HB 2505

84(R) - 2015
House Insurance
House Insurance

Vote Recommendation

  • Negative
  • Neutral
  • Neutral
  • Negative
  • Neutral


Travis Clardy

Bill Caption

Relating to health benefit plan coverage for abuse-deterrent opioid analgesic drugs.

Fiscal Notes

No significant fiscal implication to the State is anticipated.

Bill Analysis

The legislation would add subchapter to Chapter 1369 of the Insurance Code by requiring a health benefit plan to provide coverage for abuse-deterrent opioid analgesic drugs. The subchapter would apply to a small employer health benefit plan and consumer choice of benefits plan under Chapter 1501 and 1507, respectively. The bill would exempt specific health benefit plans.

The bill would prohibit a health benefit plan issuer from reducing or limiting a payment to a health care professional, or otherwise penalize the professional, because the professional prescribes or dispenses an abuse-deterrent opioid analgesic drug. The bill specifies nothing in Section 1369.354 could be construed to authorize a health care professional to dispense a drug.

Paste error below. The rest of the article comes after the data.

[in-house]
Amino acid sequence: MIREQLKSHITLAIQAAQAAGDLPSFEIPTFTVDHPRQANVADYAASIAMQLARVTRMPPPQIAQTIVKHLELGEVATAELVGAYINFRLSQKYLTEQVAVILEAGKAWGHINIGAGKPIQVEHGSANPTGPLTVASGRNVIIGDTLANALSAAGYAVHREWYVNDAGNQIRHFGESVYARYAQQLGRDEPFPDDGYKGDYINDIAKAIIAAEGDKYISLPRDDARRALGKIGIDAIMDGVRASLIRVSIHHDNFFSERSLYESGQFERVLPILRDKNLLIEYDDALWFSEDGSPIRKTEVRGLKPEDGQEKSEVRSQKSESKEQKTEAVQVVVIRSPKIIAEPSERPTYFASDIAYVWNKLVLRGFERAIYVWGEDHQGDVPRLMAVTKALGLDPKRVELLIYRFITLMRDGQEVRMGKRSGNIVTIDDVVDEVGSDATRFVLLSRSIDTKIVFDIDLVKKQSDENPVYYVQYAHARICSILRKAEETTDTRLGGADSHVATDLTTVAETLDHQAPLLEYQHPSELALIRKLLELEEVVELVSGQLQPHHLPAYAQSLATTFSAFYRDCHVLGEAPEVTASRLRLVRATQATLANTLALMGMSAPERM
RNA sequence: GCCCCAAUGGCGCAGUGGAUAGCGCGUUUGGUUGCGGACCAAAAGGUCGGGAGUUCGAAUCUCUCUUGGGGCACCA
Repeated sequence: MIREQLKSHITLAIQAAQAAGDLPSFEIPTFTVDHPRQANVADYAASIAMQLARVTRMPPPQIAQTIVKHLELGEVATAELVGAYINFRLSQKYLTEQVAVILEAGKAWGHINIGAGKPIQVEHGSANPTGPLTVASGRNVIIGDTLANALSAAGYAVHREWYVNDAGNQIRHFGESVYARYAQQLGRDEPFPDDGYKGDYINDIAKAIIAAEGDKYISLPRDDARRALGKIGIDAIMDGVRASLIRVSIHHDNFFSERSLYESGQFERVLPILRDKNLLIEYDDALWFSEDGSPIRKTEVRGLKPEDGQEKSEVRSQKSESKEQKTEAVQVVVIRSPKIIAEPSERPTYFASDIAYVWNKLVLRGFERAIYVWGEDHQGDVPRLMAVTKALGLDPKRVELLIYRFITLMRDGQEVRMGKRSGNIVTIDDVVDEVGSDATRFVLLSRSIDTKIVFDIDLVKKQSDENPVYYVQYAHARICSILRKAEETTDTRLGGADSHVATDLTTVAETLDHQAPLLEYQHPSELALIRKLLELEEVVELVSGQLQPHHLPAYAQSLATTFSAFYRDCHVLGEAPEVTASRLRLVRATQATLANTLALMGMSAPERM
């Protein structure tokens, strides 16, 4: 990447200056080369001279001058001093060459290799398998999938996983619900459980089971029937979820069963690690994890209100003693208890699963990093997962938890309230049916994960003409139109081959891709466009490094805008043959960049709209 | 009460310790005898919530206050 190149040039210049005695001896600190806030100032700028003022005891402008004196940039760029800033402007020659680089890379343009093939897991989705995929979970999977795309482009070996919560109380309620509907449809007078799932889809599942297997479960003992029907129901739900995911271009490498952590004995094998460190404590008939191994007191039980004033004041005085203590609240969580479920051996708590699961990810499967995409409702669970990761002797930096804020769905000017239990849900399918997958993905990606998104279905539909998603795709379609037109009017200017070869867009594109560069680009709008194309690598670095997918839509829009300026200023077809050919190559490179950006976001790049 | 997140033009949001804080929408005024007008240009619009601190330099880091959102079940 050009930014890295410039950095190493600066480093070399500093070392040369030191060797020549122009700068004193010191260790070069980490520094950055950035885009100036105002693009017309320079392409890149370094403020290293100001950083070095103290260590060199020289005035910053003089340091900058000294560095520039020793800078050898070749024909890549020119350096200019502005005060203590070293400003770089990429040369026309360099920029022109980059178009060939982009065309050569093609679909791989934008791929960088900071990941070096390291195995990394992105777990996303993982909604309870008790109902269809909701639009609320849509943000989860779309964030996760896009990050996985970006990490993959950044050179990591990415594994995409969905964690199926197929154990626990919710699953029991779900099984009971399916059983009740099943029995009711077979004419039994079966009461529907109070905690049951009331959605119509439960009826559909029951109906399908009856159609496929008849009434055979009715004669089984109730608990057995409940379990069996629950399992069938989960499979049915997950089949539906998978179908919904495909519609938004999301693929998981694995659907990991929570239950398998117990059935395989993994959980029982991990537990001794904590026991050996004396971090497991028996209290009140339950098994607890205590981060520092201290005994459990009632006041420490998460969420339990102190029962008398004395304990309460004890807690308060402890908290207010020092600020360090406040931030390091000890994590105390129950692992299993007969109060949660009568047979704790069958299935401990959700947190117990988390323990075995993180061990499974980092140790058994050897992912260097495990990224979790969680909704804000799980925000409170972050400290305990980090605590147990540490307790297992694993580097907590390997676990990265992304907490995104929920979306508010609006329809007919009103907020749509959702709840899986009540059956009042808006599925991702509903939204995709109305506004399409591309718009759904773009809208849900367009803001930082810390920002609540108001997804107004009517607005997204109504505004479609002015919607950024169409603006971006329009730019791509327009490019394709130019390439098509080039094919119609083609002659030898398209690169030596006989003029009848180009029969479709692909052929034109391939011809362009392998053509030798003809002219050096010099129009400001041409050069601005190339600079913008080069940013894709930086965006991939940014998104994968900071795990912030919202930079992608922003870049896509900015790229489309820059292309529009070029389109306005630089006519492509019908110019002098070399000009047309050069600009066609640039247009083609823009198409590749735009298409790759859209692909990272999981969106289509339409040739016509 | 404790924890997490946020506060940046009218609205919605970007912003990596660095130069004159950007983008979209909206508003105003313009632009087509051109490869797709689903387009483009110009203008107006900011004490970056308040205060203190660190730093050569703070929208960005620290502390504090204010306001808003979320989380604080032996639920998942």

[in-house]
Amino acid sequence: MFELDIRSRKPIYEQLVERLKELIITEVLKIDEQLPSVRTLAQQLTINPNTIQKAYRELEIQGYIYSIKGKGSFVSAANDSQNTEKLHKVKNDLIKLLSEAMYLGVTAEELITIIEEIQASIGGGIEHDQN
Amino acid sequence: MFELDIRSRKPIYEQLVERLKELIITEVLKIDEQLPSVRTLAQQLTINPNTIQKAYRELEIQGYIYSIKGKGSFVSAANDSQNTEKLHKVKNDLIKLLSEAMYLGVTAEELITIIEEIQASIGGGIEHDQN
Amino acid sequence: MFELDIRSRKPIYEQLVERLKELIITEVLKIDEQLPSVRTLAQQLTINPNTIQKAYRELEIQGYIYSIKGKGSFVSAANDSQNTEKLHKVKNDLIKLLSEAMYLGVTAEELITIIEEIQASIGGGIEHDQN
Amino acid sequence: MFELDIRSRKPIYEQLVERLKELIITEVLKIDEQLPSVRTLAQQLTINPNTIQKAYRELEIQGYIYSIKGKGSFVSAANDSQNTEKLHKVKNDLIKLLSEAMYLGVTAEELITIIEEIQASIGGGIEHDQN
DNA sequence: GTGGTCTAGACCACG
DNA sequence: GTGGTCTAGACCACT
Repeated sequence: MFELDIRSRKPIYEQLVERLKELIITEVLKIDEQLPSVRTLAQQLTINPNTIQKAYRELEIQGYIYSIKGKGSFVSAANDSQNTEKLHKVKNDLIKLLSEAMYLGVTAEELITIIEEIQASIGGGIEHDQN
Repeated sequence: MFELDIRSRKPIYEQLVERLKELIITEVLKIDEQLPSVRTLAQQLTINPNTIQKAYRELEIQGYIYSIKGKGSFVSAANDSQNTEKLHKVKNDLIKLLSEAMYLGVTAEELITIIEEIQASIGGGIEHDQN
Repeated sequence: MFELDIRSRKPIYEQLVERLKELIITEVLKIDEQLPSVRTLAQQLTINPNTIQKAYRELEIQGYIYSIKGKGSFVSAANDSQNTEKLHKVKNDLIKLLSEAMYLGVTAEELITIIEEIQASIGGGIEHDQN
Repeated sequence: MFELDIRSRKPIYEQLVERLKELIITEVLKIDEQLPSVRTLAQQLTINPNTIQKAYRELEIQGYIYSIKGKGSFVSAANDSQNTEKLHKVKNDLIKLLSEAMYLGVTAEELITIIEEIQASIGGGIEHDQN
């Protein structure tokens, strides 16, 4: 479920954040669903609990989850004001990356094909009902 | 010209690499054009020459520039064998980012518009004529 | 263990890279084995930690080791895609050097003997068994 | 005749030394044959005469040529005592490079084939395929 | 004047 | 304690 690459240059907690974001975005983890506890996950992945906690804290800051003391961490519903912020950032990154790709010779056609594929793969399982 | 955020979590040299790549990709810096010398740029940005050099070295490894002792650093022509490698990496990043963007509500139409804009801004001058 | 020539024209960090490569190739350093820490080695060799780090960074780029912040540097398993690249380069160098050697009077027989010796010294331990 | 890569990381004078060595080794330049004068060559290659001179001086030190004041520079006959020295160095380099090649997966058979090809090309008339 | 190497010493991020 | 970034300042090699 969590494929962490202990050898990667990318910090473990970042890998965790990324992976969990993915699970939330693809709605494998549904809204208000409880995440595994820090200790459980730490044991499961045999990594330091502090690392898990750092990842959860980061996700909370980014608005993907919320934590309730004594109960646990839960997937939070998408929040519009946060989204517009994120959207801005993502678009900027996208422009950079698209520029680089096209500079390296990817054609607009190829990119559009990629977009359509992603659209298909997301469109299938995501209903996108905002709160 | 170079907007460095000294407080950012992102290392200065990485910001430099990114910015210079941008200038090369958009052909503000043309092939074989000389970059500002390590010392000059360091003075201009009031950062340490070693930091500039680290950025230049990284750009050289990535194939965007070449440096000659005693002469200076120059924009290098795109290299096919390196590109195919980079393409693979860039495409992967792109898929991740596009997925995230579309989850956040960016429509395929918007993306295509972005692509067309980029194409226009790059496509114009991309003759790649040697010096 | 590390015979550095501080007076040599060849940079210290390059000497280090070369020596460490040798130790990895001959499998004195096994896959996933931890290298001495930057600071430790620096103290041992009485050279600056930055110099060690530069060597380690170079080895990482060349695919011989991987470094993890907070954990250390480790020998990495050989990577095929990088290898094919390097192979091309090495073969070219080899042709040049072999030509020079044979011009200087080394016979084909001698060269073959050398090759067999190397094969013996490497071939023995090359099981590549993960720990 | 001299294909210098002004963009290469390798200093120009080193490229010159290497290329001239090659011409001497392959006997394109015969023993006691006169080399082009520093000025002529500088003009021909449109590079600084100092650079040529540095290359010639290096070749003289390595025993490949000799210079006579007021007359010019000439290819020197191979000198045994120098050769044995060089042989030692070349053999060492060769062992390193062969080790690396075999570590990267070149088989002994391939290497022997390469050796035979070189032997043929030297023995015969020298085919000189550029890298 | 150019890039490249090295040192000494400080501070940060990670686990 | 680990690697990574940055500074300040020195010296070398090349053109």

The bill states that a qualified health plan as defined by federal regulations, to the extent that providing coverage for abuse-deterrent opioid analgesic drugs would otherwise require the state to make a payment under the federal Patient Protection and Affordable Care Act, would not be required to provide a benefit for the drugs that exceeds the specified essential health benefits required under that act.

The bill would allow a health benefit plan to require prior authorization for an abuse-deterrent opioid analgesic drug if the health benefit plan requires prior authorization for versions of the opioid analgesic drug that do not have abuse-deterrent properties.

Vote Recommendation Notes

This legislation represents yet another example of the government interfering with private businesses. The high cost of health care and health insurance is partly the result of government interference in the form of mandates. Every time the government tinkers with the system to take choices away from providers and patients, costs tend to rise.

Creating new state mandates on private enterprise abridges our limited government and free market principles. Therefore, we oppose HB 2505.

It is worth noting that Texas has one of the highest rates of insurance mandates of all the states. 

Organizations Opposed

Texas Association of Business